Hi there...first time caller, long time listener and all that...
Reading your message reminded me of my own experiences. Yes, I've been in the same place...reaching the point where I never wanted to write another piece of code again.
What brought me to that point? A horridly poisoned and hostile work environment. The company I worked for (and happily no longer work for) is quite famous for hiring students fresh out of university. Why? Because they can take advantage of their inexperience much easier...you know, get longer hours out of them for less pay simply because the newly graduated don't know any better. In short, the place had all the trappings of a sweat-shop.
I was involved in a certain project with a very unpleasant and demanding boss who never gave me an ounce of praise (but plenty of criticism), who was always criticising me for my hours (I worked the usual 8 to 4:30...but I got much grief because I wasn't "staying late" every single night). Things were unpleasant, to put it mildy.
This experience made me realize something rather important...oftentimes, it is NOT a good idea to seek a job doing something you love. Me, I love programming. Throughout all my schooling my one and only goal was to become a programmer when I got out into the real world. The problem is, the real world can easily poison the things you love. Corporate programming is -not- (usually) fun. You get squashed by deadlines, pressured to work insane hours, and you rarely get to express any kind of programming creativity at all...you're just a code monkey. The art and soul of programming does not usually exist in any corporate environment...it's easy to get sick of it. I got so sick of it I wanted to leave the entire industry behind.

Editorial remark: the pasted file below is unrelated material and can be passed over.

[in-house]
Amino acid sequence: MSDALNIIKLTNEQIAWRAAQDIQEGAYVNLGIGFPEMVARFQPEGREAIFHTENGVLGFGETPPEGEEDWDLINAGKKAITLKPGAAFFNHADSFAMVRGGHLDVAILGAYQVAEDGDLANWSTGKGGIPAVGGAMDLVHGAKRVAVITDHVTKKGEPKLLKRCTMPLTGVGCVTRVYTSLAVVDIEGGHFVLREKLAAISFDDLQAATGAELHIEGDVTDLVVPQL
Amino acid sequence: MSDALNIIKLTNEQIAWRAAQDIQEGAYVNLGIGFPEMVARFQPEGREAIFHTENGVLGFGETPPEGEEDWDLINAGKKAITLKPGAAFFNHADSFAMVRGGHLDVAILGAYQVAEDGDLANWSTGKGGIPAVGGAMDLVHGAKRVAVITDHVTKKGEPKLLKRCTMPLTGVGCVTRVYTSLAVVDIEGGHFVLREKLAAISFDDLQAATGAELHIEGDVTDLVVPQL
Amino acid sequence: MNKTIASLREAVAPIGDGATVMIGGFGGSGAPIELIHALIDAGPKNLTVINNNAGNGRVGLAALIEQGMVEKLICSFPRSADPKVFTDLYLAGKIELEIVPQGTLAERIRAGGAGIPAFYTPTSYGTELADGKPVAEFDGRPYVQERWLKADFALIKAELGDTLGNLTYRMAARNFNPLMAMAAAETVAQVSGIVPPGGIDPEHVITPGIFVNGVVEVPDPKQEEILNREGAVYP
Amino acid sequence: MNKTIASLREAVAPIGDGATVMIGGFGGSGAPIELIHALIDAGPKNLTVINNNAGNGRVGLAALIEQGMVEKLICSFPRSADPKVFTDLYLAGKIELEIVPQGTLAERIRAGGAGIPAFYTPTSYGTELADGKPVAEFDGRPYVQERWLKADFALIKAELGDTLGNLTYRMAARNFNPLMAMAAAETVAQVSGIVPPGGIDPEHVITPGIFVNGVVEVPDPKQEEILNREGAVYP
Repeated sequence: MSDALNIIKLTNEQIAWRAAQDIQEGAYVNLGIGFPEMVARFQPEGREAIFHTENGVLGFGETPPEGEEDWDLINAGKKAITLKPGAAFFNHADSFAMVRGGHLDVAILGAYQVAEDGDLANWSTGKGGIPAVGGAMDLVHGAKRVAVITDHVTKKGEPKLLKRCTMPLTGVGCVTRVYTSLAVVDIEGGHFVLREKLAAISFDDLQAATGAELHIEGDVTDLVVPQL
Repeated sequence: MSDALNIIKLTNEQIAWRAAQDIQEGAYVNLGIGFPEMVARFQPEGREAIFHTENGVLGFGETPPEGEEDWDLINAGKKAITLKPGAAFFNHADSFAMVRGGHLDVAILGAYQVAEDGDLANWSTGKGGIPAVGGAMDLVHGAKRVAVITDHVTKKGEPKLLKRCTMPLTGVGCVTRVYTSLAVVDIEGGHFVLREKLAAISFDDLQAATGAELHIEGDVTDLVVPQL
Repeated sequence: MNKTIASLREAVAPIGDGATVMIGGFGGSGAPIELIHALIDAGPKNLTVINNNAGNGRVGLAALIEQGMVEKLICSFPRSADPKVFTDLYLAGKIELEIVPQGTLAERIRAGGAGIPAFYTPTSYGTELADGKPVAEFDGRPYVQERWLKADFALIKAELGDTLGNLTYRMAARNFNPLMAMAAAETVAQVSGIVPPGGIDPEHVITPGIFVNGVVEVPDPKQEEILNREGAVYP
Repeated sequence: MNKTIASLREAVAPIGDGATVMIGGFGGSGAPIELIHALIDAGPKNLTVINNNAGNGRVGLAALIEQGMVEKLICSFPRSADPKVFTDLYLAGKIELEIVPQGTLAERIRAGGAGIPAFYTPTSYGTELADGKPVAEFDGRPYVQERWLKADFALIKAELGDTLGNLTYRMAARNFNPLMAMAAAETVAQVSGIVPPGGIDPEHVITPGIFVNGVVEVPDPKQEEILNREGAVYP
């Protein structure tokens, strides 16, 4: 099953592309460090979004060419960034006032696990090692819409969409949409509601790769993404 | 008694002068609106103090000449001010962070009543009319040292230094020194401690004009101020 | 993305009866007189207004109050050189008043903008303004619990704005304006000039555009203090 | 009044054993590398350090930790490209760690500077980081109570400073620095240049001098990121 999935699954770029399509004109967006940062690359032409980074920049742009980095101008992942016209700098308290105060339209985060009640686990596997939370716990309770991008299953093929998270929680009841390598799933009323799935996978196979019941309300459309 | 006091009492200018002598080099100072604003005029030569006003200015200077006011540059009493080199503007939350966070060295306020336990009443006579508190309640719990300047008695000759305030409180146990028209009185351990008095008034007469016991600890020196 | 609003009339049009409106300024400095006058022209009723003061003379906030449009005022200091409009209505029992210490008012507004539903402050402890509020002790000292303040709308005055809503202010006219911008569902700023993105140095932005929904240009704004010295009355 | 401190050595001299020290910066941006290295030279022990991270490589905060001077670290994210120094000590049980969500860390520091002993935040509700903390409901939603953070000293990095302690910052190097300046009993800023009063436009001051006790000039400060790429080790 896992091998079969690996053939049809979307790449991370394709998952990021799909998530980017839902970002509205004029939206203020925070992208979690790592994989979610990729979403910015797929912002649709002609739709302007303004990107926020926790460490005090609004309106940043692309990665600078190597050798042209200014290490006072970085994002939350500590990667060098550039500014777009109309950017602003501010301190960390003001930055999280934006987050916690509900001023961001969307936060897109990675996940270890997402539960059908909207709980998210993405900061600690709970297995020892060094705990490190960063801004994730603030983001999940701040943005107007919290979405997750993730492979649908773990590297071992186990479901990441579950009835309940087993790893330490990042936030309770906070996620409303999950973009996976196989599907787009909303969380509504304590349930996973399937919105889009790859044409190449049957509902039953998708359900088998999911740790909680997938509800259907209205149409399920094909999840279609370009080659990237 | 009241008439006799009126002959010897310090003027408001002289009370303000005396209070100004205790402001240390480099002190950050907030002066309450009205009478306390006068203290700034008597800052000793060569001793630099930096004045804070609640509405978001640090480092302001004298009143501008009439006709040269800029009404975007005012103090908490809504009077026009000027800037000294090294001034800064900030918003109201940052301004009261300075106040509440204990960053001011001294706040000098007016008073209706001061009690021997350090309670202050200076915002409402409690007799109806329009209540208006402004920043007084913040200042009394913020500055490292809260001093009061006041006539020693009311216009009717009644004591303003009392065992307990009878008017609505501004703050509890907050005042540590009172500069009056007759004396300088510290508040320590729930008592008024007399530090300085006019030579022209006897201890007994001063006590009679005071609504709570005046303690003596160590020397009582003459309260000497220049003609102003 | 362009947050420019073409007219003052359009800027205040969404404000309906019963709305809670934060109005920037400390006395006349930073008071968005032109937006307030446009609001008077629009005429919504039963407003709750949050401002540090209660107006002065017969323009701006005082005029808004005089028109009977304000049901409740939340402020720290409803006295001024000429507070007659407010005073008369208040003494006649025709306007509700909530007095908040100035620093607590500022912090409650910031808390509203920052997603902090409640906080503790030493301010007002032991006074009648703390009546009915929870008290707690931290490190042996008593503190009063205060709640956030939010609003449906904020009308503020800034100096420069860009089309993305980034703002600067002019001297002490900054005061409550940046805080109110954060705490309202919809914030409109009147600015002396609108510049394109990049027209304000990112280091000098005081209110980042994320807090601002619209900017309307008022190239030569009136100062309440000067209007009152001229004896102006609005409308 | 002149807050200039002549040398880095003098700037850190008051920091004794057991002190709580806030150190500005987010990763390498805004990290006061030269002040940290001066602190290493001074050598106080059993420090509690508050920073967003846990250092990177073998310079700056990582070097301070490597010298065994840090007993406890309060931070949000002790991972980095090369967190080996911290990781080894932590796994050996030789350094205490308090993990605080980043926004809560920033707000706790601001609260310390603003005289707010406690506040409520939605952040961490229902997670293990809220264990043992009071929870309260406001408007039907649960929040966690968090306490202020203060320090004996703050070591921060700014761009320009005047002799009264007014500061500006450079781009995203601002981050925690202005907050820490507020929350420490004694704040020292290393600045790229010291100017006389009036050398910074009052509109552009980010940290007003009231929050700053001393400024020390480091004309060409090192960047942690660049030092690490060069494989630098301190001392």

My solution may not be an ideal solution for you...but it works for me. I quit the offending job and found another job doing something that I -knew- I was comfortable with in a corporate setting...it wasn't a programming job, but it was still computer related. I swore to myself that I would never program for a company ever again...leaving me to do all my coding alone, in the comfort of my own free time. You know what happened? My desire to program returned...I started having 'fun' all over again doing the things that I love. My creative muse returned from a long hiatus. And, I found that I could actually be happy at work as well (my new company treats me extremely well...not every company is evil).
So, I sympathise...I know what you're feeling all too well. The software 'industry' is completely disconnected from the exciting stuff that lured us all to the computer keyboard so many years ago...you need to protect what you love and don't compromise on that. Ever.